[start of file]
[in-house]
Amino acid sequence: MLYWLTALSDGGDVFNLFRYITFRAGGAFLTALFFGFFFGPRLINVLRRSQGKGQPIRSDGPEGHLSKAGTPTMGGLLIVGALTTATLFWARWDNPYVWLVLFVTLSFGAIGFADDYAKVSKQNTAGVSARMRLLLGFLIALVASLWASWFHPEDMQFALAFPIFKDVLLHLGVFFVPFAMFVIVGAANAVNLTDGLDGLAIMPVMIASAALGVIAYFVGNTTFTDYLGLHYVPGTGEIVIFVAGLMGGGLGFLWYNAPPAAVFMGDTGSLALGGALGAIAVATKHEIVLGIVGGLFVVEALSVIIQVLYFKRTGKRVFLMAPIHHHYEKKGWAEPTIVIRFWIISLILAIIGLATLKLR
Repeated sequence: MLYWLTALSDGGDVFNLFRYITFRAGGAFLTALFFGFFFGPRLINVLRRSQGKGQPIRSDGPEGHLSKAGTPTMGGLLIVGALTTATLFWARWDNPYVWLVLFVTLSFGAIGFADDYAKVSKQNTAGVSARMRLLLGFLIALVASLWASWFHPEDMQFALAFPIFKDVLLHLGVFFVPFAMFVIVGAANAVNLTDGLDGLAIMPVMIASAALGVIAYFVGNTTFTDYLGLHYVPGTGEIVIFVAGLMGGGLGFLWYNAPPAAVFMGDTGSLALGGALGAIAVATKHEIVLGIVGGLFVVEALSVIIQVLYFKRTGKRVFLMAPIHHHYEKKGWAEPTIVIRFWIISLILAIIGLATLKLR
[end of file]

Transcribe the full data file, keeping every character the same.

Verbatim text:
[in-house]
Amino acid sequence: MLYWLTALSDGGDVFNLFRYITFRAGGAFLTALFFGFFFGPRLINVLRRSQGKGQPIRSDGPEGHLSKAGTPTMGGLLIVGALTTATLFWARWDNPYVWLVLFVTLSFGAIGFADDYAKVSKQNTAGVSARMRLLLGFLIALVASLWASWFHPEDMQFALAFPIFKDVLLHLGVFFVPFAMFVIVGAANAVNLTDGLDGLAIMPVMIASAALGVIAYFVGNTTFTDYLGLHYVPGTGEIVIFVAGLMGGGLGFLWYNAPPAAVFMGDTGSLALGGALGAIAVATKHEIVLGIVGGLFVVEALSVIIQVLYFKRTGKRVFLMAPIHHHYEKKGWAEPTIVIRFWIISLILAIIGLATLKLR
Repeated sequence: MLYWLTALSDGGDVFNLFRYITFRAGGAFLTALFFGFFFGPRLINVLRRSQGKGQPIRSDGPEGHLSKAGTPTMGGLLIVGALTTATLFWARWDNPYVWLVLFVTLSFGAIGFADDYAKVSKQNTAGVSARMRLLLGFLIALVASLWASWFHPEDMQFALAFPIFKDVLLHLGVFFVPFAMFVIVGAANAVNLTDGLDGLAIMPVMIASAALGVIAYFVGNTTFTDYLGLHYVPGTGEIVIFVAGLMGGGLGFLWYNAPPAAVFMGDTGSLALGGALGAIAVATKHEIVLGIVGGLFVVEALSVIIQVLYFKRTGKRVFLMAPIHHHYEKKGWAEPTIVIRFWIISLILAIIGLATLKLR